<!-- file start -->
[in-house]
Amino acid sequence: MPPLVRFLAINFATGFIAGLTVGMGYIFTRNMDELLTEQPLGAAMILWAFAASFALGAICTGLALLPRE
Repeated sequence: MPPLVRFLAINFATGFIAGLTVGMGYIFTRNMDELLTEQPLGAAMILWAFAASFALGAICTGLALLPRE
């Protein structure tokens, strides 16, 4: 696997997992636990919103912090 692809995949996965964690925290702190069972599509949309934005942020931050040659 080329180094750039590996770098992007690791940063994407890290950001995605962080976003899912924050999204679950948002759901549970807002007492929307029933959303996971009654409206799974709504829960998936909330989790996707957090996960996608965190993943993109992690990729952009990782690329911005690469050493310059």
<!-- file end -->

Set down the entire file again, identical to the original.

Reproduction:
[in-house]
Amino acid sequence: MPPLVRFLAINFATGFIAGLTVGMGYIFTRNMDELLTEQPLGAAMILWAFAASFALGAICTGLALLPRE
Repeated sequence: MPPLVRFLAINFATGFIAGLTVGMGYIFTRNMDELLTEQPLGAAMILWAFAASFALGAICTGLALLPRE
């Protein structure tokens, strides 16, 4: 696997997992636990919103912090 692809995949996965964690925290702190069972599509949309934005942020931050040659 080329180094750039590996770098992007690791940063994407890290950001995605962080976003899912924050999204679950948002759901549970807002007492929307029933959303996971009654409206799974709504829960998936909330989790996707957090996960996608965190993943993109992690990729952009990782690329911005690469050493310059």